Unlike alcohol and hard drugs, there’s no evidence that smoking weed can kill you directly. But a recent study published in the Annals of Allergy, Asthma & Immunology brings a new potential issue to light: cannabis allergies. While being allergic to weed is quite rare, the authors state that it’s an issue that may gain more importance as the weed legalization movement sweeps across the country, exposing more people to the drug than ever before.

The researchers, hailing from the American College of Allergy, Asthma, and Immunology, focused primarily on the sativa strain of marijuana — which produces more of an energetic, cerebral “daytime high” than the indica strain (which is typically associated more with sleepiness and relaxation). They found that among people who had allergies to sativa, symptoms varied from asthma and eczema to anaphylaxis, or the most severe type of allergic reaction that could lead to death.

In the study, the researchers examined several cases in which people either handling or smoking marijuana showed allergy symptoms. In one case, a 28-year-old who handled weed exhibited sneezing, hives, and swollen eyes afterward — and was later diagnosed with a cannabis allergy. Another case outlined a person who went into anaphylactic shock after consuming hemp seed-encrusted seafood (and a seafood allergy test proved negative).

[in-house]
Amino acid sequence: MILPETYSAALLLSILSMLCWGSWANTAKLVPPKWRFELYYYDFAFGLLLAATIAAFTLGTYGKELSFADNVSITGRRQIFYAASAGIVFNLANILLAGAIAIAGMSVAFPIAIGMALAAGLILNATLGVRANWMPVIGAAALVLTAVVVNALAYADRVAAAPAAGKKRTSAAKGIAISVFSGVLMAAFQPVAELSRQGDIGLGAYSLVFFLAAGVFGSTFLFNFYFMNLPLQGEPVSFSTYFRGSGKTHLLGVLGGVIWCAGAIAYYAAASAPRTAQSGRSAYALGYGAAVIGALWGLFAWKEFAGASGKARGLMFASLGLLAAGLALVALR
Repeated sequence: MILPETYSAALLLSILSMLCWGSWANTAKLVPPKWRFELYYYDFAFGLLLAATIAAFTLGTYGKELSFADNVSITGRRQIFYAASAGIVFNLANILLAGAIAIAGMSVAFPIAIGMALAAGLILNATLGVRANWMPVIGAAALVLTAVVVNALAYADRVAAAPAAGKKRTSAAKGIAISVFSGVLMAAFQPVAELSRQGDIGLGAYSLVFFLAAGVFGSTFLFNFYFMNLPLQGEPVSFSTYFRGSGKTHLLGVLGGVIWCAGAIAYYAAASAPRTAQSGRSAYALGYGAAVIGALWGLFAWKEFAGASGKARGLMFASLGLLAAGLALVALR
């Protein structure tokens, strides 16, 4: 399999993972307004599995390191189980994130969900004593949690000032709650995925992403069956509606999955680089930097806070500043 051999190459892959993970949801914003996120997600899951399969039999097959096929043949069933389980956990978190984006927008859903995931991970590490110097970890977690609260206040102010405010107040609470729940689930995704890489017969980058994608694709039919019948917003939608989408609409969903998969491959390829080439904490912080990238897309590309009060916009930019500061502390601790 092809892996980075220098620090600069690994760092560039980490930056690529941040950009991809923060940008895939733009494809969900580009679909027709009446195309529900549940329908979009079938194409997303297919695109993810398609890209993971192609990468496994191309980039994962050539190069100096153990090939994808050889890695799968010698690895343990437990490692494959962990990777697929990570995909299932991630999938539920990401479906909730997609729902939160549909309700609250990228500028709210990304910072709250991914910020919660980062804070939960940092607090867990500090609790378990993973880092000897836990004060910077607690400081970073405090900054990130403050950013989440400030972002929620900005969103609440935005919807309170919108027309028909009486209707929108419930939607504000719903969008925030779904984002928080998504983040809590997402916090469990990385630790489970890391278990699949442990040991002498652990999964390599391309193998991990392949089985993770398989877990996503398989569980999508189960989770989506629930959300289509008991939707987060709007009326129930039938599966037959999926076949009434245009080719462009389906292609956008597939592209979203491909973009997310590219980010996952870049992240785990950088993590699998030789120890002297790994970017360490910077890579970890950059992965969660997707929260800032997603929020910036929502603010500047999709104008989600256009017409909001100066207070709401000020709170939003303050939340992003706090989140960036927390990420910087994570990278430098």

It’s possible that cannabis allergy cases will increase as weed legalization becomes more prevalent. And unlike people who have food allergies, patients with cannabis allergies would be at a higher risk of being exposed to secondhand marijuana smoke that could irritate them.

“With state laws allowing medical and in some cases recreational use of marijuana, there is a growing potential for legitimate personal and commercial exposure,” the authors write. “The evolving legal status of [cannabis], its highly prevalent use throughout the world, and the varied forms in which it is used could translate into its growing role as a clinically relevant allergen that might be encountered.”

There hasn’t been much medical literature about marijuana allergies, although a 2014 study by Belgian researchers found similar results. But it shouldn't come as a shock. Besides, there are allergies for almost everything — including, of course, tobacco smoke and even alcohol (though it’s typically referred to as an “alcohol intolerance”). These allergies are extremely rare compared to peanut or shellfish allergies. Likewise, cannabis allergies are rare and shouldn’t prevent marijuana legalization from moving forward; there are people who are allergic to medications (penicillin allergies, for example), and marijuana allergies should be viewed the same way.

The authors of the study conclude that more research will be needed before people should start worrying about developing weed allergies.

Source: Ocampo T, Rans T. Cannabis sativa: the unconventional ‘weed’ allergen. Annals of Allergy, Asthma & Immunology. 2015.